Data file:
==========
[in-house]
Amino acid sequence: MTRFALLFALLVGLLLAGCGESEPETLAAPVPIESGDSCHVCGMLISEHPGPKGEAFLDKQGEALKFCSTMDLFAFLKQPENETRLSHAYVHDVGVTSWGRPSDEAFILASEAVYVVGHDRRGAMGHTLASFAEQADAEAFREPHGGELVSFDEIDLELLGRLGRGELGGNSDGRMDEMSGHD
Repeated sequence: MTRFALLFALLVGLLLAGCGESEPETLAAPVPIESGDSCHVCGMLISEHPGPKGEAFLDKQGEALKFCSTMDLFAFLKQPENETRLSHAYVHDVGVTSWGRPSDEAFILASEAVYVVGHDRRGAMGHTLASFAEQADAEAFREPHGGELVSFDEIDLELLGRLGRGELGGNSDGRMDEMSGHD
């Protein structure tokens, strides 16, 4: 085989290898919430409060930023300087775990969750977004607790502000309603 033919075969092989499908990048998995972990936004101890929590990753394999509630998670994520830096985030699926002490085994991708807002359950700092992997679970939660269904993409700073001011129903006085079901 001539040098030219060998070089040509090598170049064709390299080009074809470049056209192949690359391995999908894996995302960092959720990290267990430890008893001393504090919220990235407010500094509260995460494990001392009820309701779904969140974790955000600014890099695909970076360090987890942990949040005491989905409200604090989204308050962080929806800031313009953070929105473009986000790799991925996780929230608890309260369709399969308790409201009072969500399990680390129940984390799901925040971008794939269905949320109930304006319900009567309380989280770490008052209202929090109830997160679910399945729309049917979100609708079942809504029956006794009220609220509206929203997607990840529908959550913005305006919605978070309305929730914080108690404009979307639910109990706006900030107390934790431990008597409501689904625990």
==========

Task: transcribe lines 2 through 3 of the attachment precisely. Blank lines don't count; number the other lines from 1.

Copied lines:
Amino acid sequence: MTRFALLFALLVGLLLAGCGESEPETLAAPVPIESGDSCHVCGMLISEHPGPKGEAFLDKQGEALKFCSTMDLFAFLKQPENETRLSHAYVHDVGVTSWGRPSDEAFILASEAVYVVGHDRRGAMGHTLASFAEQADAEAFREPHGGELVSFDEIDLELLGRLGRGELGGNSDGRMDEMSGHD
Repeated sequence: MTRFALLFALLVGLLLAGCGESEPETLAAPVPIESGDSCHVCGMLISEHPGPKGEAFLDKQGEALKFCSTMDLFAFLKQPENETRLSHAYVHDVGVTSWGRPSDEAFILASEAVYVVGHDRRGAMGHTLASFAEQADAEAFREPHGGELVSFDEIDLELLGRLGRGELGGNSDGRMDEMSGHD